In this case, no excuses need to be made. Unless Lois Lerner is a clairvoyant, the idea that she deleted emails on June 13 to cover up behavior she didn’t even learn about until June 29 is simply preposterous to any rational person with even a passing respect for facts and evidence. Unfortunately, that doesn’t describe Darrell Issa, who is holding another hearing Monday night (yes, night!), casting his fishing line out into the sea one more time. His colleague Trey Gowdy is going to be getting all the Benghazi headlines once that committee is up and running, so Issa has to find something to do, I suppose.

What’s amusing to me here is this: Conservatives are the people who think government can’t do anything right. That is exactly the situation we have here. IRS employees in Cincinnati really screwed up the processing of applications. The people in the charge of them in Washington were to some degree asleep. Computers crashed and emails were lost. As far as conservatives are concerned, that’s what government does all the time.

To conservatives, that usually explains a lot. But here of course they thought they had a chance to advance the more delectably sinister theory that Obama is out to destroy his political enemies. But sorry. Obama’s no Nixon, and Lois Lerner is no Rose Mary Woods.


By: Michael Tomasky, The Daily Beast, June 23, 2014

June 24, 2014 Posted by | Internal Revenue Service, Republicans | , , , , , , , , | Leave a comment

“IRS Hearings Are Another Republican Circus”: A Folly Wrapped In A Charade And Shrouded By Farce

Dave Camp had a secret.

The House Ways and Means Committee chairman was ready to send the panel’s files on former IRS official Lois Lerner to the Justice Department for a possible prosecution — a handover that could have been accomplished with a simple phone call to the attorney general. Instead, Camp put on a show.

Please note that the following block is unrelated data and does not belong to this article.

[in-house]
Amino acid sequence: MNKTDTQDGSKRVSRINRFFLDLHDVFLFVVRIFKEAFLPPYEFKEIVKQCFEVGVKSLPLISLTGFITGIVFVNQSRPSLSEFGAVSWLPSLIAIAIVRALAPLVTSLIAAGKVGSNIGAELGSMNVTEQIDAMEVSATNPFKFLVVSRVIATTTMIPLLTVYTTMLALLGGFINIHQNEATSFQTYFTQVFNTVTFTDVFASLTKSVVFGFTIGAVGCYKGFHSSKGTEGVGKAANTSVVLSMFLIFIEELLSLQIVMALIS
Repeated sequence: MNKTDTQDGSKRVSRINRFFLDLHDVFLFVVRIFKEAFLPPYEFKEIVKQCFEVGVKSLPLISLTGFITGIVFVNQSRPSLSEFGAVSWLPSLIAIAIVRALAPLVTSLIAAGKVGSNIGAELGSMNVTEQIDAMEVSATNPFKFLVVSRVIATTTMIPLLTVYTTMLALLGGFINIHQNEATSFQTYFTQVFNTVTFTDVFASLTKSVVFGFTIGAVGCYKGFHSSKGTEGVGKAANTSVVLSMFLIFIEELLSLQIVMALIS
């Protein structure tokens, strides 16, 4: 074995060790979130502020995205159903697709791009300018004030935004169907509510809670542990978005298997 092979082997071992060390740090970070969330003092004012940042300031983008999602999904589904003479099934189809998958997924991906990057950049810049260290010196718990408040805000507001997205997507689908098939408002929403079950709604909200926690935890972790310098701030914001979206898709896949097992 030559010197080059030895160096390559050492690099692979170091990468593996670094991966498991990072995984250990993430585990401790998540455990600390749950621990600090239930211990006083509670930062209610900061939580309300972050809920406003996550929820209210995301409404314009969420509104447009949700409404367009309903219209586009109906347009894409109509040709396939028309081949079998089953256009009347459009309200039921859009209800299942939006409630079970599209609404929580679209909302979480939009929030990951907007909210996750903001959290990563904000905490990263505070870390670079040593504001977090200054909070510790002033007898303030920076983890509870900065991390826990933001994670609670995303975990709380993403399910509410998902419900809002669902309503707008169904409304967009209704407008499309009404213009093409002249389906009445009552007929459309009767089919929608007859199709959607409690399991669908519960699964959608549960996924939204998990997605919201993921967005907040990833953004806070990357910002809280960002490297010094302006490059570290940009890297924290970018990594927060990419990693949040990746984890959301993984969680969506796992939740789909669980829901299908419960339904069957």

The Michigan Republican invited the press and the public to the committee’s storied hearing room Wednesday, only to call an immediate vote to kick them out. This way, the panel could meet in a closed session to debate Lerner’s fate — a dramatic but meaningless gesture because the sole purpose of the secret meeting was to authorize releasing the committee’s files on Lerner to the public.

Republicans said the closed session was required to make the information public, but the panel’s ranking Democrat, Sandy Levin (Mich.), said the debate should be held in the open.

“Mr. Chairman?” he inquired after the plan to go into secret session was announced.

Camp ignored Levin. “The clerk will call the roll,” he said.

“Mr. Chairman?”

“The clerk will call the roll.”

“Mr. Chairman?”

“The clerk will call the roll.”

Levin pressed on, patiently raising a point of order.

“Just chill out,” the 60-year-old Camp finally snapped at his 82-year-old colleague.

“I’m very chilled out,” Levin replied.

This was true. Levin hadn’t raised his voice at all. Camp, on the other hand, was agitated — for good reason.

The lawmaker, who is retiring at the end of this term, has built a solid reputation over the years, and he recently won plaudits for releasing a thoughtful proposal to overhaul the tax code. Camp was on course to retire with dignity — at least until he allowed his committee room to be turned into a circus tent Wednesday. It was a folly wrapped in a charade and shrouded by farce.